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Rewrite only non-master branches #39

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igitur opened this issue Jan 2, 2020 · 5 comments
Closed

Rewrite only non-master branches #39

igitur opened this issue Jan 2, 2020 · 5 comments

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@igitur
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@igitur igitur commented Jan 2, 2020

Hi,

I'm busy with a SVN to GIT migration of a large repo. My current trunk branch on the SVN repo is located in /trunk/src/ and my branches are in e.g. /branches/branch-name/.

In the new git repo, I would like to keep the ./src directory and have all the code in there. After the git svn migration (using standard tools) the master branch's files end up correctly in ./src, but the branches' files end up in ./, so I would like to rewrite their history to move them into ./src.

I started by playing with git filter-branch, but, as you know, that is incredibly slow.

I tried this tool (thanks!), but it seems these operations are done on a repo level, not specific to branches.

Am I able to rewrite only non-master branches' history?

@newren

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@newren newren commented Jan 3, 2020

There are three different ways I can think of to handle this:

  1. Assuming you ran something like this:

    git clone file:///PATH/TO/MIGRATED/REPO MYREPO
    cd MYREPO
    git filter-repo ...

and the git filter-repo modified all branches (despite the fact that you didn't want it to touch master), you could then restore the original master branch like so:

git checkout OTHER_BRANCH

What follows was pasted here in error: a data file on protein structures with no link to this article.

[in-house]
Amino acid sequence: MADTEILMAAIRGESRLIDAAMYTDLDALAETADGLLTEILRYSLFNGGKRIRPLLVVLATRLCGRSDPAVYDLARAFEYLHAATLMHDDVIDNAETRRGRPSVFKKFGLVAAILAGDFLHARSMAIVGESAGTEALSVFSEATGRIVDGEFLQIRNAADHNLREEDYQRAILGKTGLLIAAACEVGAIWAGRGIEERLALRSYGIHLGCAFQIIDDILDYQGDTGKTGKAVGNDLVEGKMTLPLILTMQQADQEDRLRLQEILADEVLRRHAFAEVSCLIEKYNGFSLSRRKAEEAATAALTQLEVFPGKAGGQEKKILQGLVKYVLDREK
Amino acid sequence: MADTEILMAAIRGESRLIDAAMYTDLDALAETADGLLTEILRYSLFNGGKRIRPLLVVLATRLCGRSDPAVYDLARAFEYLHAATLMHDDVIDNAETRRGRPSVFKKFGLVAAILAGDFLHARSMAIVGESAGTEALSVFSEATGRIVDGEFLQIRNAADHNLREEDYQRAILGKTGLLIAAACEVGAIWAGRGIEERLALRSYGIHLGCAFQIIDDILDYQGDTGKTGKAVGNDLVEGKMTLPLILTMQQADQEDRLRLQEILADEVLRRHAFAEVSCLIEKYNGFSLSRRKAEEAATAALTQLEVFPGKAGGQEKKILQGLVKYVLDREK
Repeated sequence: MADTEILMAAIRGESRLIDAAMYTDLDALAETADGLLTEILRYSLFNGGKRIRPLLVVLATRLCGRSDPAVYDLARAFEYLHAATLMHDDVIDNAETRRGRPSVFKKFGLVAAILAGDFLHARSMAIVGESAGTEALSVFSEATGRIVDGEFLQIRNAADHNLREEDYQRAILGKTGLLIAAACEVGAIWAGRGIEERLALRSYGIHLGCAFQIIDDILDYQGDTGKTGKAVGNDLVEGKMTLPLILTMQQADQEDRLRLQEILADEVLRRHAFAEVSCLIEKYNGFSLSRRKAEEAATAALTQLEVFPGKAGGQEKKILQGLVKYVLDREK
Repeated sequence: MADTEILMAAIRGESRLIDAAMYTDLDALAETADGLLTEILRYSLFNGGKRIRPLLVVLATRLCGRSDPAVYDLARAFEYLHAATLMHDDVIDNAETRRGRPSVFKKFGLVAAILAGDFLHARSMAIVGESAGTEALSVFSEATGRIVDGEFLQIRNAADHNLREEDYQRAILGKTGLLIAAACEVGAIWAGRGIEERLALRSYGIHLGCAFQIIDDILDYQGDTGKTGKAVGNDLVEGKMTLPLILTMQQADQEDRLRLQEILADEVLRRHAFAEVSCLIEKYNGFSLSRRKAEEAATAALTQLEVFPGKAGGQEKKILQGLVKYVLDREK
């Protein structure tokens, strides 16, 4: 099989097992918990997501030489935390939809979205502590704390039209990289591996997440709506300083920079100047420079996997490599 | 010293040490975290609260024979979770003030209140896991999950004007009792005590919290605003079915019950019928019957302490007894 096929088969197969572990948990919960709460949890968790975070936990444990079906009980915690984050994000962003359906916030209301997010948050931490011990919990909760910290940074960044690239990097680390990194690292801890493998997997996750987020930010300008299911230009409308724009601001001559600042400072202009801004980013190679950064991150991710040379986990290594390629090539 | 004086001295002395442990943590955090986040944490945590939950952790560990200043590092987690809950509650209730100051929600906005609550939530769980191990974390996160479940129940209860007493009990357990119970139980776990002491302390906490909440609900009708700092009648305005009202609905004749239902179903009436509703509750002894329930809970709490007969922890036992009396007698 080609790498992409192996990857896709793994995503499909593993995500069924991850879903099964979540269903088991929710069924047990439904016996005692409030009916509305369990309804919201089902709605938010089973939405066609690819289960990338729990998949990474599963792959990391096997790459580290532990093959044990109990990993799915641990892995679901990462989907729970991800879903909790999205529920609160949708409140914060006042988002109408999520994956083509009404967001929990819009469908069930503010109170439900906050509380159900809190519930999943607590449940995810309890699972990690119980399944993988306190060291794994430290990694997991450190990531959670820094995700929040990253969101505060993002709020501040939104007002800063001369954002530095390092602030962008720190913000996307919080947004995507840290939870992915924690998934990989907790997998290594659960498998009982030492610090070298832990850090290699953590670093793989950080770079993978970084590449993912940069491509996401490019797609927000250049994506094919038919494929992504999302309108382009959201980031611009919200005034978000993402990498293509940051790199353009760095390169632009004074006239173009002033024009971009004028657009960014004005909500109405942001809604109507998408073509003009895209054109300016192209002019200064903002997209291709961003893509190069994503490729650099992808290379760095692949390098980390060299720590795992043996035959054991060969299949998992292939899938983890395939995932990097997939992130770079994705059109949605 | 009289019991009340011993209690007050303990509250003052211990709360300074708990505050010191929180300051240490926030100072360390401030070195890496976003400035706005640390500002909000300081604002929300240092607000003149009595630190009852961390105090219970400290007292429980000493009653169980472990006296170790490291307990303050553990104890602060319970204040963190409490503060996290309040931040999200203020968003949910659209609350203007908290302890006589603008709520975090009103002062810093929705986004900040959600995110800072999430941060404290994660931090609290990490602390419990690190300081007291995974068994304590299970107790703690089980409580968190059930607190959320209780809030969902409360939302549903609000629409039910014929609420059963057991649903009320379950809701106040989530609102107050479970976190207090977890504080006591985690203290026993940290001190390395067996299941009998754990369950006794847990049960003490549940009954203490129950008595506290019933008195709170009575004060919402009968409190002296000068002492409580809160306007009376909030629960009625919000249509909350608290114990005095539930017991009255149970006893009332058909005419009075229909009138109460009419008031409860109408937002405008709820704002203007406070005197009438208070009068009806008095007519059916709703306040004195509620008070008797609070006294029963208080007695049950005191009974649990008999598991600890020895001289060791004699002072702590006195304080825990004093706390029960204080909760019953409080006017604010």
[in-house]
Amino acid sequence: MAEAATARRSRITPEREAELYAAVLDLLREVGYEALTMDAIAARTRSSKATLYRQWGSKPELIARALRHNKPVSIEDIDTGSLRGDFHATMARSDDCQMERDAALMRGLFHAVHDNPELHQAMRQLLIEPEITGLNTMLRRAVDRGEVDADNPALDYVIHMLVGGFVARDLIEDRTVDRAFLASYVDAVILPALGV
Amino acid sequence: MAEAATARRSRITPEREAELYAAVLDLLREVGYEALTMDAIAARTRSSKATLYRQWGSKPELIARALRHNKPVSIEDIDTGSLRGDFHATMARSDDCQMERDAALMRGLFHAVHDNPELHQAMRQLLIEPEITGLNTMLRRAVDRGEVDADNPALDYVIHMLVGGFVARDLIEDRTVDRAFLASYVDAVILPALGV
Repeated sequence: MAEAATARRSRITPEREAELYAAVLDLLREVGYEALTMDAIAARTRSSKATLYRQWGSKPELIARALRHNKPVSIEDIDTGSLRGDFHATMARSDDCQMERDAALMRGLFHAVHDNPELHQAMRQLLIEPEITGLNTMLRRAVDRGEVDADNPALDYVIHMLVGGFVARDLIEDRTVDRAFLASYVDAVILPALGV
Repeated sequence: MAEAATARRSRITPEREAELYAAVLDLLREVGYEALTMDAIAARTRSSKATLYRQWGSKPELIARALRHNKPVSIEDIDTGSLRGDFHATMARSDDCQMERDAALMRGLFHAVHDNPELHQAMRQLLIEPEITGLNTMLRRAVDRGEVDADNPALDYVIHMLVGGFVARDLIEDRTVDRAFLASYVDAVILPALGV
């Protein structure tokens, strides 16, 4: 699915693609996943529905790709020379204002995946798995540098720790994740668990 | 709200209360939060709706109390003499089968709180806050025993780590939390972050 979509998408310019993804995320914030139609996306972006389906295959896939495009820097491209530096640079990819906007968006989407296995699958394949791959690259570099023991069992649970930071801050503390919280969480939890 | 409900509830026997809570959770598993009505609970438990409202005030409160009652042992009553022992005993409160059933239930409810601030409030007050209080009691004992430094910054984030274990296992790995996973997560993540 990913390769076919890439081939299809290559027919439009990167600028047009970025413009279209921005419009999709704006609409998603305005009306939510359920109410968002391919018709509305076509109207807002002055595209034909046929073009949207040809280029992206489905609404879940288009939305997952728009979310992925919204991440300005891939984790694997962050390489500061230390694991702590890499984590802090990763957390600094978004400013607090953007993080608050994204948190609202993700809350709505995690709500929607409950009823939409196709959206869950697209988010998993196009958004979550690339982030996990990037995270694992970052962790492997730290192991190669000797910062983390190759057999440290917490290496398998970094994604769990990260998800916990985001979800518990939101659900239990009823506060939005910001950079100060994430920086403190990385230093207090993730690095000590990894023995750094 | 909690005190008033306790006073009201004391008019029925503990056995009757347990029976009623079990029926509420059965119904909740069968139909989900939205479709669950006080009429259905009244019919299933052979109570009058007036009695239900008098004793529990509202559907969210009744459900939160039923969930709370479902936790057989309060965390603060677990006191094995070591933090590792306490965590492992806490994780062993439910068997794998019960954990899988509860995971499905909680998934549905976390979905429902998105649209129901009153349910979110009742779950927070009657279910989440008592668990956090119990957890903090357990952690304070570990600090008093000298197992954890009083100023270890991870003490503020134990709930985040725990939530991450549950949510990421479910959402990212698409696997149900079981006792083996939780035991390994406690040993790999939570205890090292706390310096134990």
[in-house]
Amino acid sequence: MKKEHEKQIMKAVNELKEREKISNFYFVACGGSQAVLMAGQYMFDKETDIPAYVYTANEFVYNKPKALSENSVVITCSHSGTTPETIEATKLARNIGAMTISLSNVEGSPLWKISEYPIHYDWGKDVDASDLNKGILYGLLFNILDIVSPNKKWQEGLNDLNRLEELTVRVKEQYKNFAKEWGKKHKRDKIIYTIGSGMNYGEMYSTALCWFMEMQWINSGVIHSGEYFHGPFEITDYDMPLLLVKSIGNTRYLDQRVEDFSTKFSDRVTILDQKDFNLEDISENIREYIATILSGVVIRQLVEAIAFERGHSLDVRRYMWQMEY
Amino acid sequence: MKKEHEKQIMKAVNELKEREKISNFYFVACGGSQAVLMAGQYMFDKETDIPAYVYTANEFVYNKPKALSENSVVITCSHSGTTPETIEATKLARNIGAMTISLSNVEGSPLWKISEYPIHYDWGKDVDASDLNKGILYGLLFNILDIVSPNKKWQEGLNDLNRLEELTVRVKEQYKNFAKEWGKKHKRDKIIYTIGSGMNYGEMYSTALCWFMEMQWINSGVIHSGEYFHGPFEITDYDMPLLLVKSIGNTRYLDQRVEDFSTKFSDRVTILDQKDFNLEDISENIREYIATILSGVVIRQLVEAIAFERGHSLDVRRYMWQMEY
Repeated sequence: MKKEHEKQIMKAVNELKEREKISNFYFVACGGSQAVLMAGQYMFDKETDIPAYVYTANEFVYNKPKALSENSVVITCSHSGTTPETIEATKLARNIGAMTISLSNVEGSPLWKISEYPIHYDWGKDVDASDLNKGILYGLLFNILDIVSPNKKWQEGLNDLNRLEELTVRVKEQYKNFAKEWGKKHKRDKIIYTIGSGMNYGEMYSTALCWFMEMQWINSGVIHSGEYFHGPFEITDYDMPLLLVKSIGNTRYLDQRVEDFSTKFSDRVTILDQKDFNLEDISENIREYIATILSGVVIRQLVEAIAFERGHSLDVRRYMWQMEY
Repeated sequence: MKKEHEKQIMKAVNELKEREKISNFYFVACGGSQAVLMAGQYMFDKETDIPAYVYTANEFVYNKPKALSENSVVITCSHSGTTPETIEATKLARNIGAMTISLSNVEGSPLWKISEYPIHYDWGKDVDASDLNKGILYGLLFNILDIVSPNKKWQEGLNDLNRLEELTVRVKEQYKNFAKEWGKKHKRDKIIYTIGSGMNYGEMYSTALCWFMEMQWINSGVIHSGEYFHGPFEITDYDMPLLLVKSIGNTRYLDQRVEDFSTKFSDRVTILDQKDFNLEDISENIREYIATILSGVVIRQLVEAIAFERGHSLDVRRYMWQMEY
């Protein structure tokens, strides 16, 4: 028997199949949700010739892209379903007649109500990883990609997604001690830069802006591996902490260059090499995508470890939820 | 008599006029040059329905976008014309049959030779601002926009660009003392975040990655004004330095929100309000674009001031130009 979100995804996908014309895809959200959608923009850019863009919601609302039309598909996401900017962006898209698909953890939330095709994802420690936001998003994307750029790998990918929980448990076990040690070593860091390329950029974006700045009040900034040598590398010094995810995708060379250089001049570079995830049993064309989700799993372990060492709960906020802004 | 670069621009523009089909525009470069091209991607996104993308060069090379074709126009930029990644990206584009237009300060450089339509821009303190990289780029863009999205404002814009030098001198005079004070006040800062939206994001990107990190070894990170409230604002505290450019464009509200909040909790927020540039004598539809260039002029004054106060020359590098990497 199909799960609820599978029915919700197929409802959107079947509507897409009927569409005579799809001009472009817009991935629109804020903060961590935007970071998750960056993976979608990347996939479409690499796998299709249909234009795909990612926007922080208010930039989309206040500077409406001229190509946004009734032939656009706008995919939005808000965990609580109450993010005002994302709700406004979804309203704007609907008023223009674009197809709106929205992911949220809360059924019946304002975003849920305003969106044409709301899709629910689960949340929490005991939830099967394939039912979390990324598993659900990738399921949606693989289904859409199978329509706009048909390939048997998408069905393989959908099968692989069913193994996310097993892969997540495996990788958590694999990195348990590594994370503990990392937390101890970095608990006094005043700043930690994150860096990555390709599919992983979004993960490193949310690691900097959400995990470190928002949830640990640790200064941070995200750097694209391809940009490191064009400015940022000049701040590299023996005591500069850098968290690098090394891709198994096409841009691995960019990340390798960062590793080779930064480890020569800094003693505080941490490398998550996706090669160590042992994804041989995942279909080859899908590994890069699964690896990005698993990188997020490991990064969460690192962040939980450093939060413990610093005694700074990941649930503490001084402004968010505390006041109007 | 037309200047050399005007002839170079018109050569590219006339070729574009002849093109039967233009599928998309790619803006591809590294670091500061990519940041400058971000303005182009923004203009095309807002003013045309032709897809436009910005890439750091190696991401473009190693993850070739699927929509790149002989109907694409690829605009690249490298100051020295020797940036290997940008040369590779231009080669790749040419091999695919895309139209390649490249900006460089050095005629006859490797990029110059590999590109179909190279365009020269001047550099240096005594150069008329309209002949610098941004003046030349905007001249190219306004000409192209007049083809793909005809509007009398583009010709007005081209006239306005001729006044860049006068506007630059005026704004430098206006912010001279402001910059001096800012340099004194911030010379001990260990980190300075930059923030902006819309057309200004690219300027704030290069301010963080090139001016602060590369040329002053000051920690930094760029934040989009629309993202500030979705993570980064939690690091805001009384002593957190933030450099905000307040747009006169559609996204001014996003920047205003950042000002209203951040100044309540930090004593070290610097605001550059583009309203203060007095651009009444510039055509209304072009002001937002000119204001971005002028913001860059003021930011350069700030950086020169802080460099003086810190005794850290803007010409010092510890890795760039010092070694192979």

git fetch origin +refs/heads/master:refs/heads/master

  1. You could operate on all refs, but specify the filter such that it does nothing when the tree is already correct. For example,

git filter-repo --commit-callback '
if any(change.filename.startswith(b"src/") for change in commit.file_changes):
return
for change in commit.file_changes:
change.filename = b"src/" + change.filename
'

  1. You could specify the specific refs you want to run by just listing all the refs you do want to edit after the --refs flag. This could look something like:

git filter-repo --refs $(git for-each-ref --format='%(refname)' | grep -v refs/heads/master)

However, the --refs flag also turns off a number of other things you may expect, such as renaming remote tracking branches into normal branches, deleting the old history afterwards, etc. because it doesn't want to delete anything meaningful that you didn't explicitly choose to rewrite and there could be lots of overlap between a branch you didn't overwrite and one you did.

My preference if I were doing this would be roughly (1) then (2) then (3). Hope that helps you get started.

@newren

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@newren newren commented Jan 9, 2020

I'll go ahead and close assuming this answered your question, but let me know if that's a bad assumption.

@newren newren closed this Jan 9, 2020
@igitur

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@igitur igitur commented Jan 10, 2020

Sorry, I'm slow. I haven't looked at this further. Promise I'll come back with my findings after I attempt them. Appreciate your help with this a lot, though.

@igitur

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@igitur igitur commented Jan 22, 2020

So, again, sorry for the slow response, but I succeeded, with your suggestions. Option 1 didn't really work as the master branch was still touched.

Option 2 ( and I assume you actually meant git filter-repo and not git filter-branch?) worked perfectly. However, commit hashes changed for the entire histories of the branches, so it took some work for me to rebase the branches on master. But in the end I ended up with all my code in a ./src subdirectory for all branches.

Thanks for all your help. How can I buy you a coffee?

@newren

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@newren newren commented Jan 22, 2020

Awesome, glad it worked out for you. Yes, I meant filter-repo and not filter-branch; I edited the comment to correct it. And yeah, changing commit hashes is expected when you're modifying commits; the hashes are a hash of the contents so if the contents change, then the hash has to change. I suspect you meant that there were some old commits that you didn't want the changes applied to, so you just rebased the newer commits on top of some old base.

Anyway, glad it all worked. I don't drink coffee (even being near it can sometimes give me a headache), but people saying thanks for the tool is much appreciated. :-)

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